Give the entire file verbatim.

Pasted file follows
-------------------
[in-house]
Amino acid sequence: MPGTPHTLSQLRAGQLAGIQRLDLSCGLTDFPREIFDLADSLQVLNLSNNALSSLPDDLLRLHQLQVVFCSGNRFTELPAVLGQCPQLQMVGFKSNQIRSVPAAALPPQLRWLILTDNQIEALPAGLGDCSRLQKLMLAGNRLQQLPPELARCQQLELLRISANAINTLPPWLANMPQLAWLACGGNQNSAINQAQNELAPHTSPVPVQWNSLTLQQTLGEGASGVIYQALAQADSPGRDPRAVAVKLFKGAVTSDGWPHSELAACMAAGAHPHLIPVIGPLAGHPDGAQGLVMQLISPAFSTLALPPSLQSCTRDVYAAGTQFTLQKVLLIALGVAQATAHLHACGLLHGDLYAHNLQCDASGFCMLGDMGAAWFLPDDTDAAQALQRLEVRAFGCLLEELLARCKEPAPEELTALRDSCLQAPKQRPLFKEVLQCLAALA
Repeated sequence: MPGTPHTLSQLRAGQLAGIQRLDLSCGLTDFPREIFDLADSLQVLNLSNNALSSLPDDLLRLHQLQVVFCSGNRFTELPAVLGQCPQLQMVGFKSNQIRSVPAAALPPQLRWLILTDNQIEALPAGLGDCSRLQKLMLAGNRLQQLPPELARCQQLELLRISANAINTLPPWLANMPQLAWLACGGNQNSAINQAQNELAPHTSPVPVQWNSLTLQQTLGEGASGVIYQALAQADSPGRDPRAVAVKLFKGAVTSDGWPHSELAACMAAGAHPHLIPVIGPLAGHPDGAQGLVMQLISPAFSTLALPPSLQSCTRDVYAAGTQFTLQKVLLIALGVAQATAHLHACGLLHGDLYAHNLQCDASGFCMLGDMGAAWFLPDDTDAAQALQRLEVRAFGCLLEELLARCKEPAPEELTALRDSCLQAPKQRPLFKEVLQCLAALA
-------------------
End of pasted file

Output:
[in-house]
Amino acid sequence: MPGTPHTLSQLRAGQLAGIQRLDLSCGLTDFPREIFDLADSLQVLNLSNNALSSLPDDLLRLHQLQVVFCSGNRFTELPAVLGQCPQLQMVGFKSNQIRSVPAAALPPQLRWLILTDNQIEALPAGLGDCSRLQKLMLAGNRLQQLPPELARCQQLELLRISANAINTLPPWLANMPQLAWLACGGNQNSAINQAQNELAPHTSPVPVQWNSLTLQQTLGEGASGVIYQALAQADSPGRDPRAVAVKLFKGAVTSDGWPHSELAACMAAGAHPHLIPVIGPLAGHPDGAQGLVMQLISPAFSTLALPPSLQSCTRDVYAAGTQFTLQKVLLIALGVAQATAHLHACGLLHGDLYAHNLQCDASGFCMLGDMGAAWFLPDDTDAAQALQRLEVRAFGCLLEELLARCKEPAPEELTALRDSCLQAPKQRPLFKEVLQCLAALA
Repeated sequence: MPGTPHTLSQLRAGQLAGIQRLDLSCGLTDFPREIFDLADSLQVLNLSNNALSSLPDDLLRLHQLQVVFCSGNRFTELPAVLGQCPQLQMVGFKSNQIRSVPAAALPPQLRWLILTDNQIEALPAGLGDCSRLQKLMLAGNRLQQLPPELARCQQLELLRISANAINTLPPWLANMPQLAWLACGGNQNSAINQAQNELAPHTSPVPVQWNSLTLQQTLGEGASGVIYQALAQADSPGRDPRAVAVKLFKGAVTSDGWPHSELAACMAAGAHPHLIPVIGPLAGHPDGAQGLVMQLISPAFSTLALPPSLQSCTRDVYAAGTQFTLQKVLLIALGVAQATAHLHACGLLHGDLYAHNLQCDASGFCMLGDMGAAWFLPDDTDAAQALQRLEVRAFGCLLEELLARCKEPAPEELTALRDSCLQAPKQRPLFKEVLQCLAALA